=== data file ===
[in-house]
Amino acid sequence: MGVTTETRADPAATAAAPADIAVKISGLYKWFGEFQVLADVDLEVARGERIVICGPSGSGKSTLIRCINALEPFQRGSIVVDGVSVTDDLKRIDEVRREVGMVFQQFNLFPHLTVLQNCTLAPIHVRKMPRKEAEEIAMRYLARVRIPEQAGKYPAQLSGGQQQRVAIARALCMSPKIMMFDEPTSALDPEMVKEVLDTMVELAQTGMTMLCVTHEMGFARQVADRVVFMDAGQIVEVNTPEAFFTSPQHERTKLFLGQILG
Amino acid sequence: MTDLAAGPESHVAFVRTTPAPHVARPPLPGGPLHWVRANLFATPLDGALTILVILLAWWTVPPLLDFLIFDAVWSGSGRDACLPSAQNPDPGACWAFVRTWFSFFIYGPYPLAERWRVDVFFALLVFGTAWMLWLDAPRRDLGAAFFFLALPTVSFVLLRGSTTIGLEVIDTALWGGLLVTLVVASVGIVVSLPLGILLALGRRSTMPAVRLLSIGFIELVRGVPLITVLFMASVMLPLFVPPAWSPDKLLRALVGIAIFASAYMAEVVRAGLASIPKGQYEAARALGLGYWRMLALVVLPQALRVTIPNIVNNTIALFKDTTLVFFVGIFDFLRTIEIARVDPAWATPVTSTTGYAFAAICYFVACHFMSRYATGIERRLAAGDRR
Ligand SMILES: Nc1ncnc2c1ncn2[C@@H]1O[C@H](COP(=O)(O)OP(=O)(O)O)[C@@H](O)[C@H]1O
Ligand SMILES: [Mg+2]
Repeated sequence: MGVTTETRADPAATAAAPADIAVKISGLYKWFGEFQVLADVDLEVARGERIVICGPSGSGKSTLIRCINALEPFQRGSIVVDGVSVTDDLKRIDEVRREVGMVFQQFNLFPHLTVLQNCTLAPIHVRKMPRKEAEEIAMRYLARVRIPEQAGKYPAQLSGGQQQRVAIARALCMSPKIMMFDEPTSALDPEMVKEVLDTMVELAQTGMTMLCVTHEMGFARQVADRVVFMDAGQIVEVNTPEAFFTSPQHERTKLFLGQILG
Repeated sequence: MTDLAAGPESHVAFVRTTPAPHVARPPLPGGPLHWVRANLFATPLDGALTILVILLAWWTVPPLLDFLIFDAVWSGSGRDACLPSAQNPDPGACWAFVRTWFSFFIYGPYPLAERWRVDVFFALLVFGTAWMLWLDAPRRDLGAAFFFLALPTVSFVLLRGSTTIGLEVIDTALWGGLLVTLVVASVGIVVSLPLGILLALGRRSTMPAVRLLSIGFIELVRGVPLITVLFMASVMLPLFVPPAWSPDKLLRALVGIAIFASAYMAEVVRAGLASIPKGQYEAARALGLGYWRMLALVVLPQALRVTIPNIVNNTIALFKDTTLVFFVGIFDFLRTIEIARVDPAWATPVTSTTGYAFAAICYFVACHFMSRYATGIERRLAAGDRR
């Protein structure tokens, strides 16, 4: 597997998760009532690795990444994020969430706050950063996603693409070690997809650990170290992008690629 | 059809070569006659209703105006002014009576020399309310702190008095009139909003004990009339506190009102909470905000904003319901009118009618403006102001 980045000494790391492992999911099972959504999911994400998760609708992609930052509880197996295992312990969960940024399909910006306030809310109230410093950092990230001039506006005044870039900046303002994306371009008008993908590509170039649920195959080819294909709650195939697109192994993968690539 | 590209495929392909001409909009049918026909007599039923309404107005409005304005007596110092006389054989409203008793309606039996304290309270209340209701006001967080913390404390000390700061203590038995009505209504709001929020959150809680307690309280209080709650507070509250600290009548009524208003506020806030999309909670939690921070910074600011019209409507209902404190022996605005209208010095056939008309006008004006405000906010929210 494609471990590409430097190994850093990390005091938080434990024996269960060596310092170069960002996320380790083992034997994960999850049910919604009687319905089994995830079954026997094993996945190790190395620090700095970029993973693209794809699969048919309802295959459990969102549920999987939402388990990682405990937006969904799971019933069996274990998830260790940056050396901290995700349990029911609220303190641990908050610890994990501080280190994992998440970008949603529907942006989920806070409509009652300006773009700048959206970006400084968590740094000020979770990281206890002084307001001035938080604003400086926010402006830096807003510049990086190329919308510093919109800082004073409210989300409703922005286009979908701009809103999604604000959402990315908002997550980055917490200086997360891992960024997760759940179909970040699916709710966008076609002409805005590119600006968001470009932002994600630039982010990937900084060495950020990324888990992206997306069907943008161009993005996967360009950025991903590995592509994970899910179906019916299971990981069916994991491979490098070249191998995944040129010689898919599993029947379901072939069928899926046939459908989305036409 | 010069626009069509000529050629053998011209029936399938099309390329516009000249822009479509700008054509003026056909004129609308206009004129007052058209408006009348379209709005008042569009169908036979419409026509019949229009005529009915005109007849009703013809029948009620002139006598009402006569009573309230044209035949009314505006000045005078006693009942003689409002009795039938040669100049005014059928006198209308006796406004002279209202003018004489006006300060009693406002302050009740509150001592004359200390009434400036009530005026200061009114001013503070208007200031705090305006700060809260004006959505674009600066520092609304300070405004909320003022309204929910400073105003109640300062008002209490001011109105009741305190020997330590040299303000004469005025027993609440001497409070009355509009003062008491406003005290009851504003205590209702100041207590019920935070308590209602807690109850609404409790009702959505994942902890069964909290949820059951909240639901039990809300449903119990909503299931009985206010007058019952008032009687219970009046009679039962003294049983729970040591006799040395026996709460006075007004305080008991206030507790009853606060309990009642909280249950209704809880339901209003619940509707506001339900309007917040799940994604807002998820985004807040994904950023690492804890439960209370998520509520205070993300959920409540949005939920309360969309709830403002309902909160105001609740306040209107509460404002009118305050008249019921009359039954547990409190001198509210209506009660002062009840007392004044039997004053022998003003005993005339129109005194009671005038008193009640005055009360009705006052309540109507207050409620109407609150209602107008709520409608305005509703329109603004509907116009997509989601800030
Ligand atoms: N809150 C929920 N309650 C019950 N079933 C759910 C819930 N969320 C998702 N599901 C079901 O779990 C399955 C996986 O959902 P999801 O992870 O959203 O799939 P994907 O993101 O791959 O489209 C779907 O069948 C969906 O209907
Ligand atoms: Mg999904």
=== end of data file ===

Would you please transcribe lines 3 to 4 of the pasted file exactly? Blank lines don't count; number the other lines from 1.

Amino acid sequence: MTDLAAGPESHVAFVRTTPAPHVARPPLPGGPLHWVRANLFATPLDGALTILVILLAWWTVPPLLDFLIFDAVWSGSGRDACLPSAQNPDPGACWAFVRTWFSFFIYGPYPLAERWRVDVFFALLVFGTAWMLWLDAPRRDLGAAFFFLALPTVSFVLLRGSTTIGLEVIDTALWGGLLVTLVVASVGIVVSLPLGILLALGRRSTMPAVRLLSIGFIELVRGVPLITVLFMASVMLPLFVPPAWSPDKLLRALVGIAIFASAYMAEVVRAGLASIPKGQYEAARALGLGYWRMLALVVLPQALRVTIPNIVNNTIALFKDTTLVFFVGIFDFLRTIEIARVDPAWATPVTSTTGYAFAAICYFVACHFMSRYATGIERRLAAGDRR
Ligand SMILES: Nc1ncnc2c1ncn2[C@@H]1O[C@H](COP(=O)(O)OP(=O)(O)O)[C@@H](O)[C@H]1O